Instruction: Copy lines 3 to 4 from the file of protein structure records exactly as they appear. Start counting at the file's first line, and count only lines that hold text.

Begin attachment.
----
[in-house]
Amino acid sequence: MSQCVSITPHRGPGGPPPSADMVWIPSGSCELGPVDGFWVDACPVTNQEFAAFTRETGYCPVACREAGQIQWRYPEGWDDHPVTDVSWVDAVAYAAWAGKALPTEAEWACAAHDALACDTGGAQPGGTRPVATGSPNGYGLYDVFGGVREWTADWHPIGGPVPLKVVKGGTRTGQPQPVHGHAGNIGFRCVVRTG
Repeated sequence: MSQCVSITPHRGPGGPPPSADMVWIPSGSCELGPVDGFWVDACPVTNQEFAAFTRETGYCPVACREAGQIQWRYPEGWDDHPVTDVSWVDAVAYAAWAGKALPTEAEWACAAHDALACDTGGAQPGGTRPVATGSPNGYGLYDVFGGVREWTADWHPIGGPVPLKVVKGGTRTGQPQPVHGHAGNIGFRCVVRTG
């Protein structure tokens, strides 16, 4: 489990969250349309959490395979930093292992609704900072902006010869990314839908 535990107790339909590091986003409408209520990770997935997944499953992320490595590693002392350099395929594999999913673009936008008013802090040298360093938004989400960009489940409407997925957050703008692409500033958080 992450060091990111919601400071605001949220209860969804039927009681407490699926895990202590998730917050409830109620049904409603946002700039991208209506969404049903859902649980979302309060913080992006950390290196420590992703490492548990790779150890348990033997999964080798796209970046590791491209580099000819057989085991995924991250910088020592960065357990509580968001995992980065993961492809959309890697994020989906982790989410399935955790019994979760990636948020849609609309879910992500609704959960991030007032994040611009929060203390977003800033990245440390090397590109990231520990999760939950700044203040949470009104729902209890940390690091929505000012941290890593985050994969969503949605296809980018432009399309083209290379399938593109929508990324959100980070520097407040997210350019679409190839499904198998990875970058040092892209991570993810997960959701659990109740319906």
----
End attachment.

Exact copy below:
Repeated sequence: MSQCVSITPHRGPGGPPPSADMVWIPSGSCELGPVDGFWVDACPVTNQEFAAFTRETGYCPVACREAGQIQWRYPEGWDDHPVTDVSWVDAVAYAAWAGKALPTEAEWACAAHDALACDTGGAQPGGTRPVATGSPNGYGLYDVFGGVREWTADWHPIGGPVPLKVVKGGTRTGQPQPVHGHAGNIGFRCVVRTG
């Protein structure tokens, strides 16, 4: 489990969250349309959490395979930093292992609704900072902006010869990314839908 535990107790339909590091986003409408209520990770997935997944499953992320490595590693002392350099395929594999999913673009936008008013802090040298360093938004989400960009489940409407997925957050703008692409500033958080 992450060091990111919601400071605001949220209860969804039927009681407490699926895990202590998730917050409830109620049904409603946002700039991208209506969404049903859902649980979302309060913080992006950390290196420590992703490492548990790779150890348990033997999964080798796209970046590791491209580099000819057989085991995924991250910088020592960065357990509580968001995992980065993961492809959309890697994020989906982790989410399935955790019994979760990636948020849609609309879910992500609704959960991030007032994040611009929060203390977003800033990245440390090397590109990231520990999760939950700044203040949470009104729902209890940390690091929505000012941290890593985050994969969503949605296809980018432009399309083209290379399938593109929508990324959100980070520097407040997210350019679409190839499904198998990875970058040092892209991570993810997960959701659990109740319906």